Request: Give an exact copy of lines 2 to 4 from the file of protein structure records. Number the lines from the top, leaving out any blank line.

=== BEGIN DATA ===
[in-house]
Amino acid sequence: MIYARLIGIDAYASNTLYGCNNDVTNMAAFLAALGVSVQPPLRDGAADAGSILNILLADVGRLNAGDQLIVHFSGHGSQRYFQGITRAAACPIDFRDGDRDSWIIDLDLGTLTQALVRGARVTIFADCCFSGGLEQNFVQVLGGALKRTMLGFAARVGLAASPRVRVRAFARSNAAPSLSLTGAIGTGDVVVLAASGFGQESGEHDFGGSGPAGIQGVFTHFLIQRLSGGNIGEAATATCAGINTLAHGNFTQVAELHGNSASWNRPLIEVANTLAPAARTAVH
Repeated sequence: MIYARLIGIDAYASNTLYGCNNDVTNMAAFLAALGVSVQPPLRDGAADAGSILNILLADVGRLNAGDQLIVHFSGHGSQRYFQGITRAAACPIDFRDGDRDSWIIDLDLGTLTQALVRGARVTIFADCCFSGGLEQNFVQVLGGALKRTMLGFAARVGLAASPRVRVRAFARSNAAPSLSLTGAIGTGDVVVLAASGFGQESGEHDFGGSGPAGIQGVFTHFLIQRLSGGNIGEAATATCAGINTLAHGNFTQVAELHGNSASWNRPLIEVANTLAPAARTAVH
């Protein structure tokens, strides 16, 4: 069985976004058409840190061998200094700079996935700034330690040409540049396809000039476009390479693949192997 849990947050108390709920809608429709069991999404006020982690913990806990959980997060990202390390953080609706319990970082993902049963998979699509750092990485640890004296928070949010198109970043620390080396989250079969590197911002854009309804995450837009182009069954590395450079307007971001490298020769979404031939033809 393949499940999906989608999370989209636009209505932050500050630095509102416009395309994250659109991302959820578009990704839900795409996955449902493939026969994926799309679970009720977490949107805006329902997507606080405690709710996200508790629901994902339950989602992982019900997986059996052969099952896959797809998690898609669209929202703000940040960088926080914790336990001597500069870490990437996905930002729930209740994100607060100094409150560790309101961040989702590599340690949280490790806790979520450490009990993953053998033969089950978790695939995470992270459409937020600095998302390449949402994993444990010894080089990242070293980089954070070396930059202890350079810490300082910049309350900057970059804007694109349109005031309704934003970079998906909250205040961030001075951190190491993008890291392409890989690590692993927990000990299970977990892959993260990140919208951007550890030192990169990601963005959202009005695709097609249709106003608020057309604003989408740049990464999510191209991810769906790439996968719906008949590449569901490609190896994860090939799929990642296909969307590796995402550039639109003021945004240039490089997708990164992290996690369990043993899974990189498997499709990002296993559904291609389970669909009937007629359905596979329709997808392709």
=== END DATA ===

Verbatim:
Amino acid sequence: MIYARLIGIDAYASNTLYGCNNDVTNMAAFLAALGVSVQPPLRDGAADAGSILNILLADVGRLNAGDQLIVHFSGHGSQRYFQGITRAAACPIDFRDGDRDSWIIDLDLGTLTQALVRGARVTIFADCCFSGGLEQNFVQVLGGALKRTMLGFAARVGLAASPRVRVRAFARSNAAPSLSLTGAIGTGDVVVLAASGFGQESGEHDFGGSGPAGIQGVFTHFLIQRLSGGNIGEAATATCAGINTLAHGNFTQVAELHGNSASWNRPLIEVANTLAPAARTAVH
Repeated sequence: MIYARLIGIDAYASNTLYGCNNDVTNMAAFLAALGVSVQPPLRDGAADAGSILNILLADVGRLNAGDQLIVHFSGHGSQRYFQGITRAAACPIDFRDGDRDSWIIDLDLGTLTQALVRGARVTIFADCCFSGGLEQNFVQVLGGALKRTMLGFAARVGLAASPRVRVRAFARSNAAPSLSLTGAIGTGDVVVLAASGFGQESGEHDFGGSGPAGIQGVFTHFLIQRLSGGNIGEAATATCAGINTLAHGNFTQVAELHGNSASWNRPLIEVANTLAPAARTAVH
């Protein structure tokens, strides 16, 4: 069985976004058409840190061998200094700079996935700034330690040409540049396809000039476009390479693949192997 849990947050108390709920809608429709069991999404006020982690913990806990959980997060990202390390953080609706319990970082993902049963998979699509750092990485640890004296928070949010198109970043620390080396989250079969590197911002854009309804995450837009182009069954590395450079307007971001490298020769979404031939033809 393949499940999906989608999370989209636009209505932050500050630095509102416009395309994250659109991302959820578009990704839900795409996955449902493939026969994926799309679970009720977490949107805006329902997507606080405690709710996200508790629901994902339950989602992982019900997986059996052969099952896959797809998690898609669209929202703000940040960088926080914790336990001597500069870490990437996905930002729930209740994100607060100094409150560790309101961040989702590599340690949280490790806790979520450490009990993953053998033969089950978790695939995470992270459409937020600095998302390449949402994993444990010894080089990242070293980089954070070396930059202890350079810490300082910049309350900057970059804007694109349109005031309704934003970079998906909250205040961030001075951190190491993008890291392409890989690590692993927990000990299970977990892959993260990140919208951007550890030192990169990601963005959202009005695709097609249709106003608020057309604003989408740049990464999510191209991810769906790439996968719906008949590449569901490609190896994860090939799929990642296909969307590796995402550039639109003021945004240039490089997708990164992290996690369990043993899974990189498997499709990002296993559904291609389970669909009937007629359905596979329709997808392709």